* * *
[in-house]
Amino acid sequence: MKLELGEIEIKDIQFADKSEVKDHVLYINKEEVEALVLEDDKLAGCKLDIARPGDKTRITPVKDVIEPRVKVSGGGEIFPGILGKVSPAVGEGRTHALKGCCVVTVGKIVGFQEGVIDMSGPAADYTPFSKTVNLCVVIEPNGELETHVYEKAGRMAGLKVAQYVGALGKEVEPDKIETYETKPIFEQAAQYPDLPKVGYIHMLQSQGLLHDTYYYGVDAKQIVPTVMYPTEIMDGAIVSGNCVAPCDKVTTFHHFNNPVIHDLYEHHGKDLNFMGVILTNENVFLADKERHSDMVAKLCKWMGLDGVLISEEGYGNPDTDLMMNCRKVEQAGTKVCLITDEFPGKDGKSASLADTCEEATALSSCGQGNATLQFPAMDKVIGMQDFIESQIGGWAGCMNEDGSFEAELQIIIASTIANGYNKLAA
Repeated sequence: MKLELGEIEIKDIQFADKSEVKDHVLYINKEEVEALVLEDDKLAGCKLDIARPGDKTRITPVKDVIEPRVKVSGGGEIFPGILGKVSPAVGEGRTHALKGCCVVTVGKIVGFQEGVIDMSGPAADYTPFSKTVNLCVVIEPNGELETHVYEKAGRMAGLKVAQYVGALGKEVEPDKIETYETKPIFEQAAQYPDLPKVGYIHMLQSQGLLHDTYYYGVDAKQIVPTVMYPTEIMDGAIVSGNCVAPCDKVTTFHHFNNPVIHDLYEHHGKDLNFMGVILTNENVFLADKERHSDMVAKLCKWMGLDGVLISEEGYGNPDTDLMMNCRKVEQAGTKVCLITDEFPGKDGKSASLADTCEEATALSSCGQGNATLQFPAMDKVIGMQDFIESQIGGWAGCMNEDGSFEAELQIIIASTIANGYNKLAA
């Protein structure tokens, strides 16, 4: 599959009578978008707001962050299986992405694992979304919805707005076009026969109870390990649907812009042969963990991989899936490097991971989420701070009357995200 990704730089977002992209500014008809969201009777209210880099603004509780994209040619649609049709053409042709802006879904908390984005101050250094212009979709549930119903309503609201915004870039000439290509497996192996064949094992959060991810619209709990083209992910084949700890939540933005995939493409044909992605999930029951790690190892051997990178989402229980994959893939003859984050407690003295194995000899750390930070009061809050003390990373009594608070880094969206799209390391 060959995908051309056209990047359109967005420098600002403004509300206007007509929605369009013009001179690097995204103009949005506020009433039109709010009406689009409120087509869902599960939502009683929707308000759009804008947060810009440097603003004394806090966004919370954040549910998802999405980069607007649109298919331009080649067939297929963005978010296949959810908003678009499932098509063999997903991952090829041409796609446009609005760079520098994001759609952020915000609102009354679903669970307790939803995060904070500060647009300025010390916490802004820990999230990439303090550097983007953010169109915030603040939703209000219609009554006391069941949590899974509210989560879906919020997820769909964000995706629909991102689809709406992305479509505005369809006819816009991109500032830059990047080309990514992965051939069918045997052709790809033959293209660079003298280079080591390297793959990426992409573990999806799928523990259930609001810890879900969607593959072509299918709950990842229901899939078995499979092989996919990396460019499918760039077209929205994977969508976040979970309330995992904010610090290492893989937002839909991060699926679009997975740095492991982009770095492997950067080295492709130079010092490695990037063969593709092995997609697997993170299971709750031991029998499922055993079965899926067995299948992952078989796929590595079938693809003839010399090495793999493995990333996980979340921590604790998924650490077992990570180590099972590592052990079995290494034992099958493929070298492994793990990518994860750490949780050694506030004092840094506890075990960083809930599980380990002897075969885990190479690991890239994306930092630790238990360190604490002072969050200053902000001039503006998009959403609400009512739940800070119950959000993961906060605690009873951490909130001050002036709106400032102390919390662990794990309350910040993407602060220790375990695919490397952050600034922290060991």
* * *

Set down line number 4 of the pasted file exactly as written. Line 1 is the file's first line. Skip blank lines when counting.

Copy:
């Protein structure tokens, strides 16, 4: 599959009578978008707001962050299986992405694992979304919805707005076009026969109870390990649907812009042969963990991989899936490097991971989420701070009357995200 990704730089977002992209500014008809969201009777209210880099603004509780994209040619649609049709053409042709802006879904908390984005101050250094212009979709549930119903309503609201915004870039000439290509497996192996064949094992959060991810619209709990083209992910084949700890939540933005995939493409044909992605999930029951790690190892051997990178989402229980994959893939003859984050407690003295194995000899750390930070009061809050003390990373009594608070880094969206799209390391 060959995908051309056209990047359109967005420098600002403004509300206007007509929605369009013009001179690097995204103009949005506020009433039109709010009406689009409120087509869902599960939502009683929707308000759009804008947060810009440097603003004394806090966004919370954040549910998802999405980069607007649109298919331009080649067939297929963005978010296949959810908003678009499932098509063999997903991952090829041409796609446009609005760079520098994001759609952020915000609102009354679903669970307790939803995060904070500060647009300025010390916490802004820990999230990439303090550097983007953010169109915030603040939703209000219609009554006391069941949590899974509210989560879906919020997820769909964000995706629909991102689809709406992305479509505005369809006819816009991109500032830059990047080309990514992965051939069918045997052709790809033959293209660079003298280079080591390297793959990426992409573990999806799928523990259930609001810890879900969607593959072509299918709950990842229901899939078995499979092989996919990396460019499918760039077209929205994977969508976040979970309330995992904010610090290492893989937002839909991060699926679009997975740095492991982009770095492997950067080295492709130079010092490695990037063969593709092995997609697997993170299971709750031991029998499922055993079965899926067995299948992952078989796929590595079938693809003839010399090495793999493995990333996980979340921590604790998924650490077992990570180590099972590592052990079995290494034992099958493929070298492994793990990518994860750490949780050694506030004092840094506890075990960083809930599980380990002897075969885990190479690991890239994306930092630790238990360190604490002072969050200053902000001039503006998009959403609400009512739940800070119950959000993961906060605690009873951490909130001050002036709106400032102390919390662990794990309350910040993407602060220790375990695919490397952050600034922290060991």